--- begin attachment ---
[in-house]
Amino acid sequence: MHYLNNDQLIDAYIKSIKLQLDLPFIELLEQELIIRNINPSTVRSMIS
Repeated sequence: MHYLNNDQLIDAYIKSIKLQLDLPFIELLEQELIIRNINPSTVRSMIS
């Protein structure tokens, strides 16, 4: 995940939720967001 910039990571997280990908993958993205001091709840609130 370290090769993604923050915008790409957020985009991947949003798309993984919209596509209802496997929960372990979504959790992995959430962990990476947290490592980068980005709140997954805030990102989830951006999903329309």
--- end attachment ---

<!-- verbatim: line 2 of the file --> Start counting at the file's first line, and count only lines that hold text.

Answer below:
Amino acid sequence: MHYLNNDQLIDAYIKSIKLQLDLPFIELLEQELIIRNINPSTVRSMIS